Those miners and drillers would likely be reclassified as “green” workers, because of the intended purpose of their output. However, the raw materials will probably not be produced in the States, because so many lands, prospects and deposits are off limits to mining, quarrying and drilling – and NIMBY litigation will further hamper resource extraction.
Air quality laws and skyrocketing energy costs (due to climate taxes and expensive renewable energy mandates) will make wind turbine (and solar panel) manufacturing in the USA improbable. Thus, manufacturing could well be in China or India, and most “green” jobs could be for installers, as Spain discovered.
Posturing has already collided with reality in Texas, the nation’s wind energy capital. Austin’s GreenChoice program is struggling to find buyers for electricity generated entirely from wind and solar power. Its latest sales scheme has been a massive flop: after seven months, 99% of its recent electricity offering remains unsold.
Austin officials admit that “times have changed,” and the recession and falling energy prices may make it impossible for the city to meet its lofty goals. The company’s renewable electricity now costs almost three times more than standard electricity, and even eco-conscious consumers care more about the color of their money than the hue of their purported ideology.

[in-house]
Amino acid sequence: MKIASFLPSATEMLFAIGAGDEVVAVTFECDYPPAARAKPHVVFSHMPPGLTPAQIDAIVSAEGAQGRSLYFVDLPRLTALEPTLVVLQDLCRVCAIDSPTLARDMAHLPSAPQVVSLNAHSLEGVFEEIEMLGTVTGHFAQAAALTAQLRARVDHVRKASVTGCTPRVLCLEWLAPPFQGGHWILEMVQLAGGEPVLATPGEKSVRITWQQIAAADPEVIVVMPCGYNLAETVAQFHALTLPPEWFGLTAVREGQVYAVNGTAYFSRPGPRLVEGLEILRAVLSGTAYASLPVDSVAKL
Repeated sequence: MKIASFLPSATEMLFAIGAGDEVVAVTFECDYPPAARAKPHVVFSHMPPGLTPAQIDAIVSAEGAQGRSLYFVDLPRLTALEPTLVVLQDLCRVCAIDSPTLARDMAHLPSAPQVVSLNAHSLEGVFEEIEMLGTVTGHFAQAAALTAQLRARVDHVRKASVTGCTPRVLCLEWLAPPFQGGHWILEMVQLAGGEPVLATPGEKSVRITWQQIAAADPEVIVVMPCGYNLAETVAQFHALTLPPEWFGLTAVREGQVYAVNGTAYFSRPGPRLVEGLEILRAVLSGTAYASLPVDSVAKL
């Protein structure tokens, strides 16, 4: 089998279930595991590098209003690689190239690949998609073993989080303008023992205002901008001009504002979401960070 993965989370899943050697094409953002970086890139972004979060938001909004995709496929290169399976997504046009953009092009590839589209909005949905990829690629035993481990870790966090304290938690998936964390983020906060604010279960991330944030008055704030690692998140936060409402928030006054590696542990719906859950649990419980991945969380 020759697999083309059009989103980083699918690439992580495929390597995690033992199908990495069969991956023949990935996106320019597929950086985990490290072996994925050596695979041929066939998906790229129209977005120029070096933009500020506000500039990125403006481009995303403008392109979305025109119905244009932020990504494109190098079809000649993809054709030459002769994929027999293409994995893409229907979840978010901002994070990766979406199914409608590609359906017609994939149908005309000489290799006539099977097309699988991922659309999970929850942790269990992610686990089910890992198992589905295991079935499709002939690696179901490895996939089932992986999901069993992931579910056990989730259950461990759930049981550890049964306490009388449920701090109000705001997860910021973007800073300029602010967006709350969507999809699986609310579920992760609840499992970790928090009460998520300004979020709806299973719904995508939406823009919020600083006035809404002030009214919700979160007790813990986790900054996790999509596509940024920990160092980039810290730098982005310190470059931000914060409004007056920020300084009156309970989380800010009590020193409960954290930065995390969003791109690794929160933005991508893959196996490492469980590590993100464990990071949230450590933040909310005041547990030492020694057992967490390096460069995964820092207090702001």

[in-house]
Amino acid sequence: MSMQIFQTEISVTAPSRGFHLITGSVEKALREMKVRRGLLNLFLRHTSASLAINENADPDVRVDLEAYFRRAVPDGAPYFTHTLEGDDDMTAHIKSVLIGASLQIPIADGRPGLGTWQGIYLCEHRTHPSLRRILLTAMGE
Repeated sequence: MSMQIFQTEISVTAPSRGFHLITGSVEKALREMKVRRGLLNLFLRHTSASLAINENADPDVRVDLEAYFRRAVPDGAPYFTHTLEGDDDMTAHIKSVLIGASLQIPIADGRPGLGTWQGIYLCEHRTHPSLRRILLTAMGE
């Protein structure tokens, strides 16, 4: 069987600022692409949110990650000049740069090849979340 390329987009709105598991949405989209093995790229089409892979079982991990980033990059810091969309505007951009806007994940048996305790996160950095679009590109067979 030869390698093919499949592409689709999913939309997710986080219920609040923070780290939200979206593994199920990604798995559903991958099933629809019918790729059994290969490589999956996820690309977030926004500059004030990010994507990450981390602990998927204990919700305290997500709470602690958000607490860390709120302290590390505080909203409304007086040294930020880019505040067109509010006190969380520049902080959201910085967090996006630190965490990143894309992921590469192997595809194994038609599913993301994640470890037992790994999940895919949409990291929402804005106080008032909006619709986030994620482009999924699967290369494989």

Even worse for global warming alarmists and renewable energy advocates and rent seekers, global warming patterns have reversed during the past decade. Satellite data reveal that the planet is cooling, despite steadily rising carbon dioxide levels, and summertime low temperature records are being broken all over the United States.
“You'd better hope global warming is caused by manmade CO2 if you're investing in [renewable] sectors,” says Daniel Rice, the past decade’s best-performing US equity fund manager (BlackRock Energy and Resources Fund). But evidence for manmade catastrophic global warming is dissipating faster than carbon dioxide from an open soda bottle on a hot summer day.
The crucial fact remains: wind and solar are simply not economical without major government subsidies or monstrous carbon taxes. Moreover, cap-and-tax legislation currently being promoted in the House and Senate is “not enough to do anything” about supposed global warming disasters notes Rice.
“All it does is provide Obama a pass to Copenhagen,” where the UN will host a climate change conference in December, Rice says. And those subsidies and taxes would drive energy prices still higher, killing jobs and skyrocketing the cost of everything we eat, drive, heat, cool, grow, make and do.
Many words could describe renewable energy. “Sustainable” … “affordable” … “eco-friendly” … and “socially responsible” do not spring readily to mind.
The slick wind turbine ads waste paper, ink airtime and money, promoting costly, unreliable technologies. Companies buying them hope to pressure Congress for new mandates, standards, tax breaks and subsidies. They want to silence opponents long enough to get the legislation enacted, before Americans realize what it will cost them in dollars, jobs, living standards and liberties.
___________ Paul Driessen is senior policy advisor for the Committee For A Constructive Tomorrow and Congress of Racial Equality, and author of Eco-Imperialism: Green Power • Black Death.